Friday, November 10, 2006

Blowed Away!

Oklahoma's statehood centennial is coming up next November. All this year the state is celebrating in many ways. The 2007 summer reading theme in Oklahoma will be the centennial. So I've been reading up on Oklahoma and working on a centennial program which I've already booked into a couple of schools and a good number of libraries.

I've received official recognition from the state centennial committee for my program!! You can see a growing list of all the recognized celebrations here: Celebrate Oklahoma's Centennial - Book an Event. This also authorizes me to use the nifty logo above, which probably looks very familiar to you by now if you live in Oklahoma!

Now all I have to do is write some songs... no pressure!

I've made good progress on the program these past two weeks. I've secured permission to use the song "My Oklahoma Home, it Blowed Away" by Bill and Sis Cunningham. You might know it from Bruce Springsteen's latest CD. It's an authentic Dust Bowl song from the 30s and it treats the topic with humor. I tried it out with three classes, two 3rd grades and one Kindergarten, last week. They appreciated the humor and really enjoyed singing the echo part "It blowed away!"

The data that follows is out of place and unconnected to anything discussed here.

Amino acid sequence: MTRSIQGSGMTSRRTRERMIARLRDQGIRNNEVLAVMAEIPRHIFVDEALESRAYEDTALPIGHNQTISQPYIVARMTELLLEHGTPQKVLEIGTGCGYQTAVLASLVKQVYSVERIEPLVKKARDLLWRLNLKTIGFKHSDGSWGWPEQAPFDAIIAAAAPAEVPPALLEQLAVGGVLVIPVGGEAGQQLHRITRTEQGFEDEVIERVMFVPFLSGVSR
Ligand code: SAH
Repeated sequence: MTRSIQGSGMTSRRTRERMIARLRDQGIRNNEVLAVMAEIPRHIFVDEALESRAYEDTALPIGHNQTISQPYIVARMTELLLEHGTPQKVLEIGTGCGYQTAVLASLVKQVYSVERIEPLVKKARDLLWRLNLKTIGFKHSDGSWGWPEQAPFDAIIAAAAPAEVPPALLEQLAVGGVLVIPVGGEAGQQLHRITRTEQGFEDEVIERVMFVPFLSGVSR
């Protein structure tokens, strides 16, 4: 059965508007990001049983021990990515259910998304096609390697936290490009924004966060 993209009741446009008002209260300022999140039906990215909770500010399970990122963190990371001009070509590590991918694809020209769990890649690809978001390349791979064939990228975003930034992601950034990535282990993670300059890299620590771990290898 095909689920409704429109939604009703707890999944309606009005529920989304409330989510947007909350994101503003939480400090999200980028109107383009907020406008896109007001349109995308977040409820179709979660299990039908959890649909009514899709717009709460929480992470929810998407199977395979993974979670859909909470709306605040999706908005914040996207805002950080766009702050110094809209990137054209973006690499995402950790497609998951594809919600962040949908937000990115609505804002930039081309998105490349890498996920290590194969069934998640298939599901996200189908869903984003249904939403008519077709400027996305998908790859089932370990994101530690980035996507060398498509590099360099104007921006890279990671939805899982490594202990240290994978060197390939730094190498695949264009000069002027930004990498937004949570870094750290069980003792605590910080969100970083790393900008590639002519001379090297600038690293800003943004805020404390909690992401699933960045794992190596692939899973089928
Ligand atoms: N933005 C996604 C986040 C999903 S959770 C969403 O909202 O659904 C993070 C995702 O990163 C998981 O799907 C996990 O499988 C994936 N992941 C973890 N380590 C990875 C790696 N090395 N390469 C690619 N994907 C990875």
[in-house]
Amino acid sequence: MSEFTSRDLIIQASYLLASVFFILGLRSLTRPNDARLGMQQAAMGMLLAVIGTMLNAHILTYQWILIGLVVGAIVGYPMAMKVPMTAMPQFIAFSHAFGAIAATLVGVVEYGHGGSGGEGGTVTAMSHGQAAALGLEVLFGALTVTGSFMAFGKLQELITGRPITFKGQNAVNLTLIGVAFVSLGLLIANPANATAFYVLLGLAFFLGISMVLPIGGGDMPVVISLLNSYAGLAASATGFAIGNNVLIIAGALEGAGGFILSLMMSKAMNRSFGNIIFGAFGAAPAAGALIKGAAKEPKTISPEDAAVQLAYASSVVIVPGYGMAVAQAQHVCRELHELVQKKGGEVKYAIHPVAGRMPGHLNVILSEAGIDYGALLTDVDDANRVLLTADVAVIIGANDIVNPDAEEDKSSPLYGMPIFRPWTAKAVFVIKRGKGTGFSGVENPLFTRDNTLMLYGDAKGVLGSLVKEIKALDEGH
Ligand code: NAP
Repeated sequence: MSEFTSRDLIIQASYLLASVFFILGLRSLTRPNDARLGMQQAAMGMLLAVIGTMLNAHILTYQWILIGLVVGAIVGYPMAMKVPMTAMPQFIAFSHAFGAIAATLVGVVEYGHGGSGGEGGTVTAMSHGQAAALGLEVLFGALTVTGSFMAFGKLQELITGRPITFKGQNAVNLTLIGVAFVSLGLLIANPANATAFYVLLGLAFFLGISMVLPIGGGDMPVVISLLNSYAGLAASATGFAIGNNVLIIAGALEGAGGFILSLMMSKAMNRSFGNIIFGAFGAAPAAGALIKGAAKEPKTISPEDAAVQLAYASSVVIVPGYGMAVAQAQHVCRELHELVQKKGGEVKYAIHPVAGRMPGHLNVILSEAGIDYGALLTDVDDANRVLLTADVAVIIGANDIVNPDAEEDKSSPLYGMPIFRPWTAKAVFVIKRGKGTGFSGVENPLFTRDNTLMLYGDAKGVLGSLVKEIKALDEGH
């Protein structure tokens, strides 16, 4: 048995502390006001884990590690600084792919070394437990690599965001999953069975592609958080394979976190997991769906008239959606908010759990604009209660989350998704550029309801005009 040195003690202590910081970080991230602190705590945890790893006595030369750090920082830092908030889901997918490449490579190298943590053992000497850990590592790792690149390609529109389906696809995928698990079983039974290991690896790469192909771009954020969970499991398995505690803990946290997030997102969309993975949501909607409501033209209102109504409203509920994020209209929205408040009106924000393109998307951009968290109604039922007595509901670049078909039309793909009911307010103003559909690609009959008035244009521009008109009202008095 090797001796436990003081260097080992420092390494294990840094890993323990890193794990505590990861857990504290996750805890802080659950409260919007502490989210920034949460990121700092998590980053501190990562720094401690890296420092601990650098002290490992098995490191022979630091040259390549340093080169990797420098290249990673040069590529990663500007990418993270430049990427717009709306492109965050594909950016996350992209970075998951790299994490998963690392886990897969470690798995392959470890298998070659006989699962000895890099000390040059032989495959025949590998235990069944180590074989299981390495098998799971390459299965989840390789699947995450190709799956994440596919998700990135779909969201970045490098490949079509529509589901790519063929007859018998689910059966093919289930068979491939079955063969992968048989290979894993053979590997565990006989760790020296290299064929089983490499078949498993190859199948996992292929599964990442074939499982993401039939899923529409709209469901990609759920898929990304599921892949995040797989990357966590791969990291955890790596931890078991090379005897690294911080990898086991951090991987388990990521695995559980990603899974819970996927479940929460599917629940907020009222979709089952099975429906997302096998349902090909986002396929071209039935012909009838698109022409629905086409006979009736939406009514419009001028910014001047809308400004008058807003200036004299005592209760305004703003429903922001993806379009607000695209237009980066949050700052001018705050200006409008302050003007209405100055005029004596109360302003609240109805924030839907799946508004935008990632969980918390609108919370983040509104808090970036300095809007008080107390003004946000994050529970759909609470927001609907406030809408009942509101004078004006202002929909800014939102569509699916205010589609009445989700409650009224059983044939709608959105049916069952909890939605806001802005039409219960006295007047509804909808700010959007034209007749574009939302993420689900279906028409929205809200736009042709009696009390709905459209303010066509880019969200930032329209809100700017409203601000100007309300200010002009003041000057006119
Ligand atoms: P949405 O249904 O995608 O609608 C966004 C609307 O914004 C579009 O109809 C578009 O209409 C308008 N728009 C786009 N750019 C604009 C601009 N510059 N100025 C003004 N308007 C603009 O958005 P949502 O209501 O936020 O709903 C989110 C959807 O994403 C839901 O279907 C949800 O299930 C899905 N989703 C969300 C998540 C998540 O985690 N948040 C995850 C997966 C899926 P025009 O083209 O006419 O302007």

I also completed the first draft of a song about the first Land Run in 1889.

For those who may not know, when the government opened the "Unassigned Territories" to settlement, they gave away lots in the most insane way possible, which was to literally hold a race. Settlers lined up on the borders and at the stroke of noon got themselves into the area any which way they could to stake their claims. Many "Sooners" snuck in early to get a jump on the best spots. Amazingly nobody was shot over land disputes, but the courts were tied up for years.

In looking for a "way in" to make a song for kids out of this topic, I was struck by the many different strategies and modes of transportation people employed; the railroad, race horses, bicycles, hiding in the bushes, etc. Each verse highlights a different strategy and ends with a cumulative section where the kids do sounds and motions. If you know my song "Grandma's House Tonight," this song has a similar structure.

I tried it out on two classrooms yesterday, 1st and 2nd grade. Even though the song is still pretty rough, they did great with it and really seemed to enjoy the participation. The teachers both seemed excited about it.

I'm anxious to try these songs out on some fourth graders, since state-wide, those are the kids who really study Oklahoma history all year long.

Well, I have an outline that calls for three or four more original songs, so I'd better go get back to work!

Tuesday, November 07, 2006

Vote Today!

I'm sure you're getting plenty of reminders, but here's one more - don't forget to vote today!